The trouble of the electoral system

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Far & Near column published in the Hindustan Times (17 October, 2016)

Living in New York City, I’ve always experienced the later stages of an American presidential election as a spectacle happening far away, almost as if it were being held in another country. One of the many curious things about this election is that it hinges on voters in only a few places. Their decisions at the ballot box outweigh everybody else’s. Millions of people here in New York will cast their votes on November 8, but their verdict is a foregone conclusion: According to forecasters, Hillary Clinton has a 99.6% chance of winning the state over Donald Trump. No Republican has won New York since Ronald Reagan in 1984. Since presidential elections are decided by the electoral college system (in which a victory in a given state, no matter the margin, hands all electoral votes to a candidate) and not a popular vote, neither Trump nor Clinton has any real incentive to mobilise voters in New York.

As a result, the candidates haven’t bothered to spend much time or money campaigning in the state they both claim as their home. In the past year, I have managed to listen to the radio and watch TV without enduring a single political advertisement. With the exception of a few graffiti caricatures of Trump, I can walk through the streets of the city and take the subway without seeing any billboards, flags, or posters to remind me that the nation is in the midst of an election. Compared to the way Indian cities and towns get tangled in partisan pageantry, New York seems serenely removed from the political frenzy.

That’s because in this system, votes in New York (and California, Texas, Alabama and other so-called “safe” states) matter less than votes in a handful of “battleground” or “swing” states like Florida, Ohio, Pennsylvania and Colorado, where both candidates have a chance at victory. Every election cycle, reporters trudge out to these hotly-contested areas, interviewing blue-collar men in a diner or families in a bowling alley or members of a church group, making them a microcosm of the nation as a whole. The fate of the country (and, by extension, much of the world) is seen to rest on the delicate sensibilities of people in the suburbs of Philadelphia or a few “bellwether” counties in post-industrial Ohio. Unsurprisingly, both candidates will be touring almost exclusively in swing states in the coming weeks.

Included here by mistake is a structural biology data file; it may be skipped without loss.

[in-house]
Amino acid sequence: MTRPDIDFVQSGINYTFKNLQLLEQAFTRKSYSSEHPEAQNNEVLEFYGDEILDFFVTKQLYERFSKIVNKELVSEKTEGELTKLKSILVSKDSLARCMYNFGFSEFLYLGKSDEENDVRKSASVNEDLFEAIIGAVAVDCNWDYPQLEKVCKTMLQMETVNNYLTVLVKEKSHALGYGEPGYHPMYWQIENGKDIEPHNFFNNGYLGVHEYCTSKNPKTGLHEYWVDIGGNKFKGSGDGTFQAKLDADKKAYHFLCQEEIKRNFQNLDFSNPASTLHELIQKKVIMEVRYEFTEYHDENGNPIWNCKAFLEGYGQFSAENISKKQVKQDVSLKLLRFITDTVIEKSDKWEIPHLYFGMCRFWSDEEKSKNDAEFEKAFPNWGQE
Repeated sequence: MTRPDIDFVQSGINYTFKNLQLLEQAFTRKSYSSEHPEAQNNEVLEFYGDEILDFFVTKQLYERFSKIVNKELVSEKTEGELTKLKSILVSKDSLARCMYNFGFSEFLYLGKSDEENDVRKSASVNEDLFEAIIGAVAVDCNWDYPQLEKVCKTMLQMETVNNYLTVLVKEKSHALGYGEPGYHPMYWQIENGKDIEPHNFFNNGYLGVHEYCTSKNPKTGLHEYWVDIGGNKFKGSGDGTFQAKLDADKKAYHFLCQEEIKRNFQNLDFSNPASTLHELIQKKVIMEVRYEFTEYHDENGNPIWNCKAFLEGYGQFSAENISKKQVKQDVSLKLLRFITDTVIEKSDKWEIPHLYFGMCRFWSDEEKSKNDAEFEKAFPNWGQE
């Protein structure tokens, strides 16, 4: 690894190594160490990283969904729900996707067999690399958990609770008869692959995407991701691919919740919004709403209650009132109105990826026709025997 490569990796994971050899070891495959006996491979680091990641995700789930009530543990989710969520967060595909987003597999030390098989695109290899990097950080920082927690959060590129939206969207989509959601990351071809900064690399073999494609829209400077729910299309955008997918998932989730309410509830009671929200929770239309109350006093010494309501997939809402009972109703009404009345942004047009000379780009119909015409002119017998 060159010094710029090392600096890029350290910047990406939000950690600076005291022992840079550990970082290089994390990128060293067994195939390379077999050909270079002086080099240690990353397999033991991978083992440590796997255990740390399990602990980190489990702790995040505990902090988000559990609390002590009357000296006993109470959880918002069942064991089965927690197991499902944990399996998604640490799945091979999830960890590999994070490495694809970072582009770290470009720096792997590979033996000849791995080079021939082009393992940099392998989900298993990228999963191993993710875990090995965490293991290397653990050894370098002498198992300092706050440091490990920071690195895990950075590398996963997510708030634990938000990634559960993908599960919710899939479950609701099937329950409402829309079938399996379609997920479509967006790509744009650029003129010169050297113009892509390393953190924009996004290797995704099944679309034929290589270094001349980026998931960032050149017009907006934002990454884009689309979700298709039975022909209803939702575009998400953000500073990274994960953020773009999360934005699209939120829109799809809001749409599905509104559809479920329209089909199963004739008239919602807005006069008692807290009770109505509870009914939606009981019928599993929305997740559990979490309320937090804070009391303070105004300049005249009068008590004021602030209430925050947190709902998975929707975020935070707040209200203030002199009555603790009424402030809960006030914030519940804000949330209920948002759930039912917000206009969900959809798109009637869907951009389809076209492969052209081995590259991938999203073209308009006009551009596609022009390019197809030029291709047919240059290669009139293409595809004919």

Ahead of the final debate between Clinton and Trump on October 20th, the Republican candidate’s prospects look bleak. Sexual assault accusations have crippled Trump’s presidential bid and protected Clinton from the potentially damaging fallout of campaign emails released via WikiLeaks. Trump trails Clinton by seven points in national polls. The last candidate to win after trailing by a significant margin with one month to go was Reagan in 1980, and the deficit he overcame was just four points. Only an unprecedented reversal in fortunes will allow Trump to win in November. Crucially, Clinton leads Trump in most of the major swing states.

The focus on a few swing states reveals a wider trend in American politics. The two parties have carved the nation into their own geographical fortresses. The Democrats hold sway over coastal, more densely populated urban regions in the northeast and west of the country; the Republicans are strong in the rural south and Midwest. This divided political cartography leads to a lack of competition. In the last election in 2012, the margin of victory was less than 5% in only four states (the median margin of victory was 16.9%). But back in 1976, the votes in 20 states were decided by a narrow margin (with an overall median margin of victory of 5.9%).

Thanks to this consolidation, Trump and Clinton can devote energy and resources to fighting over less than 10 states, while taking the votes of the rest of the country for granted.

Is this a healthy way to pick a president, to inflate the importance of certain areas to the detriment of all others? Constitutional lawyer and scholar Akhil Reed Amar has led a lonely campaign to push the archaic electoral college system towards something closer to a direct popular vote. Amar argues that presidents should be elected just as governors in each state are directly elected, where one person equals one vote.

In a popular vote, the concerns of inner cities and cosmopolitan urban areas couldn’t be side-lined as they are now for the more rural, conservative politics of swing states. In 2012, 67% of registered voters in Ohio turned out to vote; only 49% of registered voters here in New York City (whose population is comparable to Ohio’s) went to the ballot box. There will be a similar difference in turnout this year, but it won’t be a measure of indifference or civic virtuousness. In this electoral system, New Yorkers can’t escape the depressing truth that their votes hardly matter.

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